Former CNO: Navy Reaching the Limits of its Afloat BMD Platform Capabilities
By RICHARD R. BURGESS, Managing Editor
WASHINGTON — The Navy has about 10 years to develop a new afloat ballistic-missile defense (BMD) system to keep pace with the threat, a former chief of naval operations (CNO) said.
“We don’t have a keel-up missile defense platform afloat,” retired Adm. Jonathan W. Greenert, told an audience Feb. 2 at a seminar sponsored by the Missile Defense Advocacy Alliance, noting that the Navy relied on BMD modifications to existing cruisers and destroyers.
He said the Navy had looked at adapting the large hull of a San Antonio-class amphibious platform dock ship, fitting a large-aperture radar on it to target a battery of BMD-capable missiles.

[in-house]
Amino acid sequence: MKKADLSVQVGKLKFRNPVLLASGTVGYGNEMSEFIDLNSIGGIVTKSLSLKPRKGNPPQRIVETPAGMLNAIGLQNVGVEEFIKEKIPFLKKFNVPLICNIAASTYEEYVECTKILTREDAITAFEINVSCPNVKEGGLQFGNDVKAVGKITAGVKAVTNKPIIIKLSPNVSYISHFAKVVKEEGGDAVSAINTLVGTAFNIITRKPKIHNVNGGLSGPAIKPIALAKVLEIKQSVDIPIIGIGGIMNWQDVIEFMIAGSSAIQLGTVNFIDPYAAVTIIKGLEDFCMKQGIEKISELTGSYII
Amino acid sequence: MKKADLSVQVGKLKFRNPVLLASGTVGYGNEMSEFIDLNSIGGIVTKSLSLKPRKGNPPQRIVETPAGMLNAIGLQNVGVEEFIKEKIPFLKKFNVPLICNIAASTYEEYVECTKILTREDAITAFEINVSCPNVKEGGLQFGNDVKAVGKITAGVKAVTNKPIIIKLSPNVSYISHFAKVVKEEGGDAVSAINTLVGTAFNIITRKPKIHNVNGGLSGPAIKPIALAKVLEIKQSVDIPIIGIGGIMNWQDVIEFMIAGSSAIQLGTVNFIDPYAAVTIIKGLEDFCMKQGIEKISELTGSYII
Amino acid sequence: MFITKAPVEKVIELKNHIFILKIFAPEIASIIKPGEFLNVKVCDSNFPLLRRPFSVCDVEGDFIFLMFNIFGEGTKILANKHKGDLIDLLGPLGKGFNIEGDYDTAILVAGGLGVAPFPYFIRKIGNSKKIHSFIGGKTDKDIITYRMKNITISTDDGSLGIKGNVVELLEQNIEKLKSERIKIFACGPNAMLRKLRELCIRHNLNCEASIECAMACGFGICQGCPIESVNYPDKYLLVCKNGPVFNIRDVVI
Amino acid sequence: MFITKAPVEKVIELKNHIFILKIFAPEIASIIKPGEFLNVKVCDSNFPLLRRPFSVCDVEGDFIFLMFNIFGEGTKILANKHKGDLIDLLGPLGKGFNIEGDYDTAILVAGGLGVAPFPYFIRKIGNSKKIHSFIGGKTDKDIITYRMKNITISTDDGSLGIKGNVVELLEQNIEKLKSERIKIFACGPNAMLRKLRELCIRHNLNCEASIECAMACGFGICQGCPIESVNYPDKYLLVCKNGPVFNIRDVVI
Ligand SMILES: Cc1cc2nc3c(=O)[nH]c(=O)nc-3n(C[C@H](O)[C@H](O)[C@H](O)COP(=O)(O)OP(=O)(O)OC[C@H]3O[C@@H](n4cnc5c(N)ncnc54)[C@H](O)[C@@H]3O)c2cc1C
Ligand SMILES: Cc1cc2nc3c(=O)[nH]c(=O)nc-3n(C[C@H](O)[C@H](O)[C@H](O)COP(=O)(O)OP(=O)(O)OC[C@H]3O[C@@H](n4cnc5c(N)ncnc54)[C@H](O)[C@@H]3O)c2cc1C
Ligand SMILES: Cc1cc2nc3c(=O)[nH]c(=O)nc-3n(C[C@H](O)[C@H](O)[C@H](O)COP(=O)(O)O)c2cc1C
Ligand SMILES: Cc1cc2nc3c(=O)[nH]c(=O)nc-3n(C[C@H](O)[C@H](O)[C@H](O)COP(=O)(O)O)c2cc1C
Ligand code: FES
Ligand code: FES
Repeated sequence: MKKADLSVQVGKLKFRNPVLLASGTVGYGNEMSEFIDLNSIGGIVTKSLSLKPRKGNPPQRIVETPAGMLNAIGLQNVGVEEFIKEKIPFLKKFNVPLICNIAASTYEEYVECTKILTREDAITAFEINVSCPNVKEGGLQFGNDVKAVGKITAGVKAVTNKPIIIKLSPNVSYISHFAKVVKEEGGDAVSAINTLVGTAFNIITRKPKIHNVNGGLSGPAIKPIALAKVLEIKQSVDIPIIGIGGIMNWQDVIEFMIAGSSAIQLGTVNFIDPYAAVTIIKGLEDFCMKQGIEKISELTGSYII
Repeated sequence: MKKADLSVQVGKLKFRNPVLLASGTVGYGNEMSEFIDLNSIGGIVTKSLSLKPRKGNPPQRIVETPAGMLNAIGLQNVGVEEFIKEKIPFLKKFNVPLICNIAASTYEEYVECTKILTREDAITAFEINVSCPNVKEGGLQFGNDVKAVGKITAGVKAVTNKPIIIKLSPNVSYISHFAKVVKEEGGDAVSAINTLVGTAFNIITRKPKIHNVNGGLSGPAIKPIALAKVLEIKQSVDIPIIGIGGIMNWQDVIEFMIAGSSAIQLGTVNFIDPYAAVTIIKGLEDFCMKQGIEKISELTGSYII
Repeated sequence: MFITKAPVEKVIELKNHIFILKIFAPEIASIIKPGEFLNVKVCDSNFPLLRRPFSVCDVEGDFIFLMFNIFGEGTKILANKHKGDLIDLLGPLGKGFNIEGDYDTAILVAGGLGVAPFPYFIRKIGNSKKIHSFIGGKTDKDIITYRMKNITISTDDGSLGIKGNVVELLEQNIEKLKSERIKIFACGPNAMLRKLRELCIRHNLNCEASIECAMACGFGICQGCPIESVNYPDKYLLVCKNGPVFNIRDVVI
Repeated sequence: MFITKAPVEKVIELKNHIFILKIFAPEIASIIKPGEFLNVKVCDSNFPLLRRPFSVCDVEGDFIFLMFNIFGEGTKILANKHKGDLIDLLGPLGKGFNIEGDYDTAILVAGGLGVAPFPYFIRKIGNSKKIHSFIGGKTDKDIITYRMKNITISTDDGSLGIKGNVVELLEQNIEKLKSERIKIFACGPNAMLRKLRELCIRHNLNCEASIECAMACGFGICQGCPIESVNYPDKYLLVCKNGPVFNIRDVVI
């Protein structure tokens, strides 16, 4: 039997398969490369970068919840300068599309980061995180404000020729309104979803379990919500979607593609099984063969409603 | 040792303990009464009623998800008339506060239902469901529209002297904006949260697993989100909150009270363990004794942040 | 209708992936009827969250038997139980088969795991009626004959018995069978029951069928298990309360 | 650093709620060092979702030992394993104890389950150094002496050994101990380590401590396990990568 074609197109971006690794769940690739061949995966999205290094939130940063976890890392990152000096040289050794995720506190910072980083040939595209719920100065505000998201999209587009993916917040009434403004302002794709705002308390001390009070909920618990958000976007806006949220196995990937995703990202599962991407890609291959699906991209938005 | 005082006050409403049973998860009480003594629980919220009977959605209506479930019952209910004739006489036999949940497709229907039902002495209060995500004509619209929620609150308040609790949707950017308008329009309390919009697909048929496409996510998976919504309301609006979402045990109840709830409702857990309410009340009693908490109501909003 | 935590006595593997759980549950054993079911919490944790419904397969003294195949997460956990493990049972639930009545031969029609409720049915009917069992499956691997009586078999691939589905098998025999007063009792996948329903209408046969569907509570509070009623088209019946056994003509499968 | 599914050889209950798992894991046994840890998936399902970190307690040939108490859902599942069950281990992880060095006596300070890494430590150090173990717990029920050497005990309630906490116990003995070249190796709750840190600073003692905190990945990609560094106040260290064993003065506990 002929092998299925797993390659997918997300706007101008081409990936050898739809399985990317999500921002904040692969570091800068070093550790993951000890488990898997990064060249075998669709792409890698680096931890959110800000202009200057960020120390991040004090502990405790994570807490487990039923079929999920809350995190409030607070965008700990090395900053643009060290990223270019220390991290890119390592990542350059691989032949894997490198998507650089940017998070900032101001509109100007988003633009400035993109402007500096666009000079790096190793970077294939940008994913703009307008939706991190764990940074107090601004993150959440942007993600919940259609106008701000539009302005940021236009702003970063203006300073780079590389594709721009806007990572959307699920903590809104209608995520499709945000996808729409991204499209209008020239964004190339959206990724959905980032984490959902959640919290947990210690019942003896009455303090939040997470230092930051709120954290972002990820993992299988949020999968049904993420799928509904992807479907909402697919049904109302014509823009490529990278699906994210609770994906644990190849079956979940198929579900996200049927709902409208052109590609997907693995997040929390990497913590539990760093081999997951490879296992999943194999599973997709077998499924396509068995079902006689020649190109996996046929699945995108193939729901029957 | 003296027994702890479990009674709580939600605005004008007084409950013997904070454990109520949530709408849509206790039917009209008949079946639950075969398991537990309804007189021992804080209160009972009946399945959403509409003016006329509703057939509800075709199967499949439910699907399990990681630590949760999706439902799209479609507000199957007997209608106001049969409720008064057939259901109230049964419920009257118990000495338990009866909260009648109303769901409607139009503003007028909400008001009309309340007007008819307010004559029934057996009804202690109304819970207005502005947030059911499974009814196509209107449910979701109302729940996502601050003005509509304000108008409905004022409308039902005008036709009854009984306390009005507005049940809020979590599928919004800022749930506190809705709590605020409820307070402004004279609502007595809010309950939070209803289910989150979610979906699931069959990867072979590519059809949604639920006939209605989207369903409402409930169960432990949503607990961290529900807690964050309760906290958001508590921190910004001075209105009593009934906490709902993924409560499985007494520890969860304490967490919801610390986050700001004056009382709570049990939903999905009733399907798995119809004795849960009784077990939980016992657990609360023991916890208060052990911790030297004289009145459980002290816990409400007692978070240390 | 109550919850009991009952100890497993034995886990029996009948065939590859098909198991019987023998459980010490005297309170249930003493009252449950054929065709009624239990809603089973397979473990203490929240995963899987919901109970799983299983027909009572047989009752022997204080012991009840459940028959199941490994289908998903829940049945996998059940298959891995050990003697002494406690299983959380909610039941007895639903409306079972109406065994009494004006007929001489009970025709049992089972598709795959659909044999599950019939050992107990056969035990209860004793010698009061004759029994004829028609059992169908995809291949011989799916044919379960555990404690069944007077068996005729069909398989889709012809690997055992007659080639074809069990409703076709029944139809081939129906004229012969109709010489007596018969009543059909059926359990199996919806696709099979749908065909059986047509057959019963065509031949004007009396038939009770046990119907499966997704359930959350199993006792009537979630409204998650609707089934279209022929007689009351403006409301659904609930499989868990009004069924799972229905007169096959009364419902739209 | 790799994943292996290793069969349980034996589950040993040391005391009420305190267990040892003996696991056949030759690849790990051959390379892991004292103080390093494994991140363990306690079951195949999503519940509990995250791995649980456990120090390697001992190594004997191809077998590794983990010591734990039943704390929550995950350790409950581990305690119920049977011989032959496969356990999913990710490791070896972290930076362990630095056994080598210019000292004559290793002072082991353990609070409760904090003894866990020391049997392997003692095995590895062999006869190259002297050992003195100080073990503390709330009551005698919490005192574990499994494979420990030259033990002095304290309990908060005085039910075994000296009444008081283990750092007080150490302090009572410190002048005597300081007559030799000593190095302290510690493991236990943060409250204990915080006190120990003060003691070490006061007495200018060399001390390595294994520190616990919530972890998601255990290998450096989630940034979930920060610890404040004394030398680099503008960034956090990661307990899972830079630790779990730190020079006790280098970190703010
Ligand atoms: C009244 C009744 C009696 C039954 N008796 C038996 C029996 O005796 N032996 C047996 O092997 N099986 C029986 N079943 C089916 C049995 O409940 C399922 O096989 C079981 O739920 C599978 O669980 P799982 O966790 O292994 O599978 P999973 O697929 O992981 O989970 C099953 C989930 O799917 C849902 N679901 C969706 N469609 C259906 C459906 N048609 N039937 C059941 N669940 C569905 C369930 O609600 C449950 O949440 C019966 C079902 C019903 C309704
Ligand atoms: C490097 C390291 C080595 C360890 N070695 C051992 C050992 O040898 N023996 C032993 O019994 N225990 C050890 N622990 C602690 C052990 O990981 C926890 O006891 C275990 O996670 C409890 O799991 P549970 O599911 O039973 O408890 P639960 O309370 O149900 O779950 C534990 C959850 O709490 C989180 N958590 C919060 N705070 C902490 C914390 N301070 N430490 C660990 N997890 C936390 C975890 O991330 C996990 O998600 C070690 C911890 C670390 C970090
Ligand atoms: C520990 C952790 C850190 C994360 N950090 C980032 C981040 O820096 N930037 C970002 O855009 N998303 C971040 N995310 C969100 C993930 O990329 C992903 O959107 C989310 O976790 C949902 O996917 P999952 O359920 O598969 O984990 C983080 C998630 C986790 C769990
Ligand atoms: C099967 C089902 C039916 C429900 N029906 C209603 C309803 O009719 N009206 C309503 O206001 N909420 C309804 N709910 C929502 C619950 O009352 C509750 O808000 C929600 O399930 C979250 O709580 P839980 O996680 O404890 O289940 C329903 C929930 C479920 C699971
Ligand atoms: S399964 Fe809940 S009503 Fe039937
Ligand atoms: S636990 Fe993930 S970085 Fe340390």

Greener said the San Antonio-class ships “can generate a lot of electricity” to power more capable radar systems.
“Imagine the size of aperture you could put on there — a TPY-2 [radar] easily, and probably double that — and you can put a lot of missiles in there,” he said.
Noting that the Navy is approaching the growth margin of its Ticonderoga-class cruisers and Arleigh Burke-class destroyers as BMD platforms, Greenert said “we are reaching the limits of our asymptote out there, and probably I’d say we’re probably 10 years from having to move on to another means afloat to meet the threat out there.”